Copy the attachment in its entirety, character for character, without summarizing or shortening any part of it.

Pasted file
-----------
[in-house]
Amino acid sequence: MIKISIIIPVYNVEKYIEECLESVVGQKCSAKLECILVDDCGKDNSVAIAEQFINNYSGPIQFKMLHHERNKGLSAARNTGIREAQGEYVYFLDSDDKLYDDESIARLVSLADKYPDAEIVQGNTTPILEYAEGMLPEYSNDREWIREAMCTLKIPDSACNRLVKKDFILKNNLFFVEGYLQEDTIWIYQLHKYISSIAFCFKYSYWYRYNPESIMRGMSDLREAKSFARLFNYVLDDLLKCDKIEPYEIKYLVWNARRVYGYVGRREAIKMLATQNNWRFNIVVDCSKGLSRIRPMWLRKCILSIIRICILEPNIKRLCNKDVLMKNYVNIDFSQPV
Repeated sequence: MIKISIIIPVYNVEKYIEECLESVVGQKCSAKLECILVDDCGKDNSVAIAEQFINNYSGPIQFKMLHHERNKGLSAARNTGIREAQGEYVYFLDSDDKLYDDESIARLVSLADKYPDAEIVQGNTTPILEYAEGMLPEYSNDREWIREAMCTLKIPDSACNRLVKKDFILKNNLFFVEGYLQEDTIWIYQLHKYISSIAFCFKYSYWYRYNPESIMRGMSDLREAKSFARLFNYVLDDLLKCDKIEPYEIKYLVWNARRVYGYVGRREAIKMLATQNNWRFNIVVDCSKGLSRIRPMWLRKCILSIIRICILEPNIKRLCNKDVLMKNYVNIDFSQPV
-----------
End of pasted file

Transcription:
[in-house]
Amino acid sequence: MIKISIIIPVYNVEKYIEECLESVVGQKCSAKLECILVDDCGKDNSVAIAEQFINNYSGPIQFKMLHHERNKGLSAARNTGIREAQGEYVYFLDSDDKLYDDESIARLVSLADKYPDAEIVQGNTTPILEYAEGMLPEYSNDREWIREAMCTLKIPDSACNRLVKKDFILKNNLFFVEGYLQEDTIWIYQLHKYISSIAFCFKYSYWYRYNPESIMRGMSDLREAKSFARLFNYVLDDLLKCDKIEPYEIKYLVWNARRVYGYVGRREAIKMLATQNNWRFNIVVDCSKGLSRIRPMWLRKCILSIIRICILEPNIKRLCNKDVLMKNYVNIDFSQPV
Repeated sequence: MIKISIIIPVYNVEKYIEECLESVVGQKCSAKLECILVDDCGKDNSVAIAEQFINNYSGPIQFKMLHHERNKGLSAARNTGIREAQGEYVYFLDSDDKLYDDESIARLVSLADKYPDAEIVQGNTTPILEYAEGMLPEYSNDREWIREAMCTLKIPDSACNRLVKKDFILKNNLFFVEGYLQEDTIWIYQLHKYISSIAFCFKYSYWYRYNPESIMRGMSDLREAKSFARLFNYVLDDLLKCDKIEPYEIKYLVWNARRVYGYVGRREAIKMLATQNNWRFNIVVDCSKGLSRIRPMWLRKCILSIIRICILEPNIKRLCNKDVLMKNYVNIDFSQPV